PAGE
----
|The first excerpt represents the element of Air. It speaks of mental influences and the process of thought, and is drawn from Ion by Plato:
you would acknowledge that we did?
SOCRATES: Tell me, then, what I was intending to ask you,--whether this
holds universally? Must the same art have the same subject of knowledge,
and different arts other subjects of knowledge?
ION: That is my opinion, Socrates.
SOCRATES: Then he who has no knowledge of a particular art will have no
right judgment of the sayings and doings of that art?
ION: Very true.
SOCRATES: Then which will be a better judge of the lines which you were
reciting from Homer, you or the charioteer?
|The second excerpt represents the element of Fire. It speaks of emotional influences and base passions, and is drawn from The Illustrious Gaudissart by Honore de Balzac:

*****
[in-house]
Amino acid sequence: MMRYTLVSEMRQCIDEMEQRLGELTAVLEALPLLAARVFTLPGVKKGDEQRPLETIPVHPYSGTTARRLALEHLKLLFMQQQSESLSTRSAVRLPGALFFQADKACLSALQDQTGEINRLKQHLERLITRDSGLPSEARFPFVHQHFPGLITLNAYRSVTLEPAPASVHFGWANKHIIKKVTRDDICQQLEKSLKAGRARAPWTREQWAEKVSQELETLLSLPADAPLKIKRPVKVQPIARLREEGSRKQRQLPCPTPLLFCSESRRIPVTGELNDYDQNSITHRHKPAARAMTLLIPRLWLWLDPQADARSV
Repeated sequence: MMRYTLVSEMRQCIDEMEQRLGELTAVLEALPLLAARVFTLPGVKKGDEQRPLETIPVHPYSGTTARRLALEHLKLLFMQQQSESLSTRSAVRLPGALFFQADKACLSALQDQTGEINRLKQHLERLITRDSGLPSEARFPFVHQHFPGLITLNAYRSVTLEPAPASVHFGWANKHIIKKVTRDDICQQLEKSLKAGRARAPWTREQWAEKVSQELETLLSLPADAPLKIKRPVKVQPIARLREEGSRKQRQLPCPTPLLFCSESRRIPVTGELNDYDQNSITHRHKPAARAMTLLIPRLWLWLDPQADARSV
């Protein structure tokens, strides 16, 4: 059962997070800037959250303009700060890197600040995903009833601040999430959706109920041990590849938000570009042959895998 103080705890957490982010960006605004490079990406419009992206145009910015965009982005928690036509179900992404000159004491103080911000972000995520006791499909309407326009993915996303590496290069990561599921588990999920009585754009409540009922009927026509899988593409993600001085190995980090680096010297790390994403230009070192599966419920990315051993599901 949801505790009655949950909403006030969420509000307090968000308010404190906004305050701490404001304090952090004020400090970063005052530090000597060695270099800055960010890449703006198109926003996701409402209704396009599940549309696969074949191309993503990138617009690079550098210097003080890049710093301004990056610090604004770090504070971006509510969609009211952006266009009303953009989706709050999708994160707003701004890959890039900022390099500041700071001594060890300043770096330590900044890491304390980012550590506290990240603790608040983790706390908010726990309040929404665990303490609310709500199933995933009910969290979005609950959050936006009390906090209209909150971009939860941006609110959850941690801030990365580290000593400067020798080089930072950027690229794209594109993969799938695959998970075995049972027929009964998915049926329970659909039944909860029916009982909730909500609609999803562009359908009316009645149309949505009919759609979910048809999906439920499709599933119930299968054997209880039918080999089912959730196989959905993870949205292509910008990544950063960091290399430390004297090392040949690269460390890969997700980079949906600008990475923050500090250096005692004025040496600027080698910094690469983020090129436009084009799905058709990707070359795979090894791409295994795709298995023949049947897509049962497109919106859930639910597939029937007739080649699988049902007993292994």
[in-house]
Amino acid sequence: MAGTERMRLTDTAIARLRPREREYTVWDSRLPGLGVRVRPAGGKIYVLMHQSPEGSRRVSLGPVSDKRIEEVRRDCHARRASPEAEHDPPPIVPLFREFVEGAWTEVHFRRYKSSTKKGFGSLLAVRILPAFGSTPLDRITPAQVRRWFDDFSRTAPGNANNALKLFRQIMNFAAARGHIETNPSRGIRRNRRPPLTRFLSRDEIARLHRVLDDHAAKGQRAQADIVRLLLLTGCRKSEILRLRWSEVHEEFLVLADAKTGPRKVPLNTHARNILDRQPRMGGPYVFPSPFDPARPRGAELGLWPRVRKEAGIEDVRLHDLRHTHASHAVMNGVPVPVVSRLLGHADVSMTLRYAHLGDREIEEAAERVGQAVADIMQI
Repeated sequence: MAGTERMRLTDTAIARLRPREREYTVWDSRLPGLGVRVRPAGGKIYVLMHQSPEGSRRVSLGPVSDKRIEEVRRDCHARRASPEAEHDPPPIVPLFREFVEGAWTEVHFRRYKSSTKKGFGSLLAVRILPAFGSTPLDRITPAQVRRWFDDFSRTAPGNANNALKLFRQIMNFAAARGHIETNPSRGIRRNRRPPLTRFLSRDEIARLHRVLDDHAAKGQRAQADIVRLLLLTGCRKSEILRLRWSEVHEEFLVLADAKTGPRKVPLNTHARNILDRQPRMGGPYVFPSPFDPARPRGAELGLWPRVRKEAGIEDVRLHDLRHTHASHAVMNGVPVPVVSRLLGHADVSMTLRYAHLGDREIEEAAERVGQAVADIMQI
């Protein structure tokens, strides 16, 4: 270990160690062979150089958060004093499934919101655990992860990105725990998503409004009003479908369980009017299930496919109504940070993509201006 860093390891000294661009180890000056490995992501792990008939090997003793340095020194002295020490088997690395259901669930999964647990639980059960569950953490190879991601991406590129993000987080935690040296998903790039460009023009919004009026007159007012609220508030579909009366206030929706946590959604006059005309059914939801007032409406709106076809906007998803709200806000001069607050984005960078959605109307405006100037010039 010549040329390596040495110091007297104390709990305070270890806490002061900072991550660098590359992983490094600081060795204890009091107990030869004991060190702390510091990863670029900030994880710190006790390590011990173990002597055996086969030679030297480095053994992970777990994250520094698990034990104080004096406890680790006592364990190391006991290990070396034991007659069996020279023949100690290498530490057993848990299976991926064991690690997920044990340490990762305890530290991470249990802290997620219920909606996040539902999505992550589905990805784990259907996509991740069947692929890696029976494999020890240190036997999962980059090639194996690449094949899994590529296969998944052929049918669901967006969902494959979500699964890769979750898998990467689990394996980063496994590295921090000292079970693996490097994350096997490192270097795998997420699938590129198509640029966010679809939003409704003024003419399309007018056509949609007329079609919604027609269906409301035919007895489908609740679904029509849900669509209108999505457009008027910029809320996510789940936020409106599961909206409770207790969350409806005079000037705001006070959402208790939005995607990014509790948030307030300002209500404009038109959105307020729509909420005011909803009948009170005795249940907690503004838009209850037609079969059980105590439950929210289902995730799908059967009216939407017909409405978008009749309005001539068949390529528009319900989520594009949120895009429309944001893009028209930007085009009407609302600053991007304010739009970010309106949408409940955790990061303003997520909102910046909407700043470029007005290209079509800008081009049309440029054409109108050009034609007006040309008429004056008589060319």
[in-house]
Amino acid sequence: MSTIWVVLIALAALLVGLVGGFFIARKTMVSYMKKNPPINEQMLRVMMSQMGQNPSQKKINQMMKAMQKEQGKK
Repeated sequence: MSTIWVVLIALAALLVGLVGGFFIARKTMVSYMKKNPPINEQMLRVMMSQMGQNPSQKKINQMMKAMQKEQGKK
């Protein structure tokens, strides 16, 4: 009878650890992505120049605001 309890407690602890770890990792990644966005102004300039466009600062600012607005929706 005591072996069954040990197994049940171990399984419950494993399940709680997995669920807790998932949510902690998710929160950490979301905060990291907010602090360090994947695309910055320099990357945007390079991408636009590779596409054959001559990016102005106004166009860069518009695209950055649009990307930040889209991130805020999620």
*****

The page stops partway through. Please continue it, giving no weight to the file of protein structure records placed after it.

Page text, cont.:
wears a profusion of trinkets, overawes the common people, passes for
a lord in the villages, and never permits himself to be "stumped,"--a
slang expression all his own. He knows how to slap his pockets at the
right time, and make his money jingle if he thinks the servants of the
second-class houses which he wants to enter (always eminently
suspicious) are likely to take him for a thief. Activity is not the
least surprising quality of this human machine. Not the hawk swooping
upon its prey, not the stag doubling before the huntsman and the
hounds, nor the hounds themselves catching scent of the game, can be
compared with him for the rapidity of his dart when he spies a
"commission," for the agility with which he trips up a rival and gets